Abstract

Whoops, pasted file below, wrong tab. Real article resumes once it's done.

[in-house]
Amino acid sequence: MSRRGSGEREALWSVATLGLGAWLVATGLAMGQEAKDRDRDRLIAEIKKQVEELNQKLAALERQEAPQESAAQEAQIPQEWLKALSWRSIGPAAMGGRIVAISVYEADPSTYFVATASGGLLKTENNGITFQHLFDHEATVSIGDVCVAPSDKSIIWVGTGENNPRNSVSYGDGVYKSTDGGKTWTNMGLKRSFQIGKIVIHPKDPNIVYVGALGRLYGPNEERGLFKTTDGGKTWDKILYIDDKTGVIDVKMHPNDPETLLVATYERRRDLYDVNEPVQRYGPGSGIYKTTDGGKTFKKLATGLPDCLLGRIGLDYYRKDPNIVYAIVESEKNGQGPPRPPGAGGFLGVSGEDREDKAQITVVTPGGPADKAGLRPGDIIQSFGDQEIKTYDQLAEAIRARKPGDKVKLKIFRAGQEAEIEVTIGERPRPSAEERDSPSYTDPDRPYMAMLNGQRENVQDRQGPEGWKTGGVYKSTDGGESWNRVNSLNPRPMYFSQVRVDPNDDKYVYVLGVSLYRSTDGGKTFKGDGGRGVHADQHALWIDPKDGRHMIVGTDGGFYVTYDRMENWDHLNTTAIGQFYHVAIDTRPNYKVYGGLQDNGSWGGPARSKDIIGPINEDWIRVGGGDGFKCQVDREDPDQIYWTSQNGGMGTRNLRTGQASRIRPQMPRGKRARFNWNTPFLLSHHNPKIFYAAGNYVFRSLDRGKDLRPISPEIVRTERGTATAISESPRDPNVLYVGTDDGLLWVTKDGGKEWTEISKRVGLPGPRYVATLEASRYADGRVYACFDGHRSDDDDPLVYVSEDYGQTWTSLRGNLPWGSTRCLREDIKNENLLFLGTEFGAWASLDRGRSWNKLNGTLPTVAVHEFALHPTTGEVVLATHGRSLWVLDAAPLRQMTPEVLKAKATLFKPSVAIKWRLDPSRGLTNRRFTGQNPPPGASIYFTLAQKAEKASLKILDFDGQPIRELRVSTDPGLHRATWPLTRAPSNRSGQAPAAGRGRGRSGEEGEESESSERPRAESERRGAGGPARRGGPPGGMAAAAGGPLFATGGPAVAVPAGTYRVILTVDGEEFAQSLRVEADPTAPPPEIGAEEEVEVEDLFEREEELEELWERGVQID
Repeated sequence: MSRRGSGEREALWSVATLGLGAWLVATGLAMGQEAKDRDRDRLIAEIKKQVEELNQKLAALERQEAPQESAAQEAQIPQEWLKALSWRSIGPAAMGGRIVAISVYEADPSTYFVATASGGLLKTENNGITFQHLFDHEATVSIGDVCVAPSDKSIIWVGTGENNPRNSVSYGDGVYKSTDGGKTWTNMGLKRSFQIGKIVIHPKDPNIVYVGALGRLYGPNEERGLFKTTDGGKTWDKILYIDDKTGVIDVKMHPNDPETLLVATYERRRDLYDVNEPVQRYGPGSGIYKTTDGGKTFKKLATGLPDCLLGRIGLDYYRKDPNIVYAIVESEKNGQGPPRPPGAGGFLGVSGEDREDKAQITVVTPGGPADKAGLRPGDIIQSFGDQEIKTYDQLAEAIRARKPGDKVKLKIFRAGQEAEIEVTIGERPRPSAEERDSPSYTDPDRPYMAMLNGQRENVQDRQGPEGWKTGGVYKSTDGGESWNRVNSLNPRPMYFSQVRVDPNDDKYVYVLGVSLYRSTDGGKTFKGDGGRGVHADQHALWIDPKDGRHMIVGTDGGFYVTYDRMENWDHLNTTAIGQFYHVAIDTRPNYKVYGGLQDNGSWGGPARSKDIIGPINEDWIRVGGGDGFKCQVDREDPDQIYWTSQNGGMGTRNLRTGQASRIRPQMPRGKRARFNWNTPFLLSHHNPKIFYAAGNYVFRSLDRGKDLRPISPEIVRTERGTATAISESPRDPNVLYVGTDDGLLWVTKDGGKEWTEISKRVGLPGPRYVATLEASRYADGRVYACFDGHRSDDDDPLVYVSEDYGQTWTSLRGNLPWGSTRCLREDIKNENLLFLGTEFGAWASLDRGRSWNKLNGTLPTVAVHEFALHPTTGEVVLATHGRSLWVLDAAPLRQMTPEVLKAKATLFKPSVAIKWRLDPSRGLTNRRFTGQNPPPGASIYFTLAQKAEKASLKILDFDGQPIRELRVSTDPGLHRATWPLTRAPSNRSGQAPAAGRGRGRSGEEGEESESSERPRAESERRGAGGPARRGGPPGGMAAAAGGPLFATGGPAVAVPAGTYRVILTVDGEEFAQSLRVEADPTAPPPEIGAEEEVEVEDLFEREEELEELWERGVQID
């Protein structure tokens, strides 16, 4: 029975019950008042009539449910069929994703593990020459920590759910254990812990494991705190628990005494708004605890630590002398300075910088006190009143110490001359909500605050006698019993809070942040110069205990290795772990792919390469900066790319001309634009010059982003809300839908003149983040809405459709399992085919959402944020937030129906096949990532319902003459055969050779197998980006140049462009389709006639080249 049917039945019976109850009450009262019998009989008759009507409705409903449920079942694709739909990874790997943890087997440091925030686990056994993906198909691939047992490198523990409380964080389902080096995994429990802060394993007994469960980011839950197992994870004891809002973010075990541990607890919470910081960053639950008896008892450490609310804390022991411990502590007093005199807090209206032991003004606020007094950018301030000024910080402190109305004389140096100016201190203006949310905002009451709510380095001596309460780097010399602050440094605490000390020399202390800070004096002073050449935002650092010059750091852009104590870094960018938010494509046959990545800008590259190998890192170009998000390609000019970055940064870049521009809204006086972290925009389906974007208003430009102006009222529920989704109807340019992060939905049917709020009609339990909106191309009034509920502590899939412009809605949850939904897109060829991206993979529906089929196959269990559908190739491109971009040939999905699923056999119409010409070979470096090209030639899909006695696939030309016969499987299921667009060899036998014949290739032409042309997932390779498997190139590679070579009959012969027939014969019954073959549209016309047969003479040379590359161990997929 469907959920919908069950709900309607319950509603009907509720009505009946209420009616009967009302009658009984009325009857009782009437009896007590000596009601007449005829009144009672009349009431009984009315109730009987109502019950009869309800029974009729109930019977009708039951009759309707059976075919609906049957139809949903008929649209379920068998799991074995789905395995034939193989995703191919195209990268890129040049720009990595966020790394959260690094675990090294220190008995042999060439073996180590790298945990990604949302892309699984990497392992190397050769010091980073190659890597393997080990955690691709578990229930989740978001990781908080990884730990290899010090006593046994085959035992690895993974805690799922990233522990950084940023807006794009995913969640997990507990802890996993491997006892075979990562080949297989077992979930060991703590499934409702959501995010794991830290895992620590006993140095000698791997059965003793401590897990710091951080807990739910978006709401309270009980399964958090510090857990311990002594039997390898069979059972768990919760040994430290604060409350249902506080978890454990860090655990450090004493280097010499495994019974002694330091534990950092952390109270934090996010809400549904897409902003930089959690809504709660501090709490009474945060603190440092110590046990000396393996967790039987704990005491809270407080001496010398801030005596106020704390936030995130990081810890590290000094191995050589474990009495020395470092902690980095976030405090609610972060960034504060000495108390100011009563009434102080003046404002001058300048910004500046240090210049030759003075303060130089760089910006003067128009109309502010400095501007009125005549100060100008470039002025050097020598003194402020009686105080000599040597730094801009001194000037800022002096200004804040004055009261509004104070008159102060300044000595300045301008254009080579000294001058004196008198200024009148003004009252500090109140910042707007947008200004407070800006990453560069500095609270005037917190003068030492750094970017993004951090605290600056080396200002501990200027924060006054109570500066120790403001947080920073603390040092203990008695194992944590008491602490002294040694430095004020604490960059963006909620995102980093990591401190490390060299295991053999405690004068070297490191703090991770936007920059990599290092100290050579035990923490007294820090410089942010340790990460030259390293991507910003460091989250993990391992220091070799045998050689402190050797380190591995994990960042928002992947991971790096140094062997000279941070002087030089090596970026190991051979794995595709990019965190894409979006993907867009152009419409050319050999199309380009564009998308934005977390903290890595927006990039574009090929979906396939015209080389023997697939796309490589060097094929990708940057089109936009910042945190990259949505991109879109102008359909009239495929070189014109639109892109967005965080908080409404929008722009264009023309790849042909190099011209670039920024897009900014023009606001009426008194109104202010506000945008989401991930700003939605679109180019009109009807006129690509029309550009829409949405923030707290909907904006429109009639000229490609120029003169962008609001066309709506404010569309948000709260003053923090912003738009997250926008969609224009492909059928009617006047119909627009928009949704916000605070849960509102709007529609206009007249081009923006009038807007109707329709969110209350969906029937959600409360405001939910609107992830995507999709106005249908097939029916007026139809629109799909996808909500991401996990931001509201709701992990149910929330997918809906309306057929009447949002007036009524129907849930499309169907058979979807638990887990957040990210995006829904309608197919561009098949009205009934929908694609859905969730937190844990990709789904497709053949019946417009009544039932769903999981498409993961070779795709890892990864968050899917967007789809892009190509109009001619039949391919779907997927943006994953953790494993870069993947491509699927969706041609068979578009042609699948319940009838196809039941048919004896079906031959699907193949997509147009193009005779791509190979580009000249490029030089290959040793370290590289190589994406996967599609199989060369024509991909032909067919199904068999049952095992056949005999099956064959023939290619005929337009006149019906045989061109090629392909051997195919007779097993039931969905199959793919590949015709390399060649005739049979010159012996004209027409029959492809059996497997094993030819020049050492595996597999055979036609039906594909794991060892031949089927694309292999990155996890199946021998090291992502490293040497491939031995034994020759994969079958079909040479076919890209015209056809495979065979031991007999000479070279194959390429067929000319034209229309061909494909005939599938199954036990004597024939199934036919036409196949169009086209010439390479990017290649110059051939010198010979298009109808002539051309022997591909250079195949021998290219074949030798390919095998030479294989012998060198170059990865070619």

Twenty-one uplift curves from Arctic Canada indicate a similar proportional response through time. The time/altitude relationship can thus be expressed as a per cent of uplift within a specific time period. A graph of the results is a smoothly decelerating curve. Uplift curves can be approximated by the formula: U = A(1 − it)/(1 − i) where U is uplift, t is time with 0.0 years being the moment of site deglaciation, i is a constant for Arctic Canada equal to 0.677, and A varies with time and amount of recorded uplift. Tables and a figure are presented so that uplift curves can be predicted on the basis of: (1) elevation of the marine limit; and (2) date of site deglaciation. A comparison between Arctic Canada, east Greenland, and Fennoscandia indicates that relaxation times for a comparable period (10 × 103 years) are 2.5, 1.7, and 3.0 × 103 years respectively. Velocities derived from uplift curves allow the amount of residual uplift to be calculated. A figure of 100 m is suggested for a sector of Hudson Bay.

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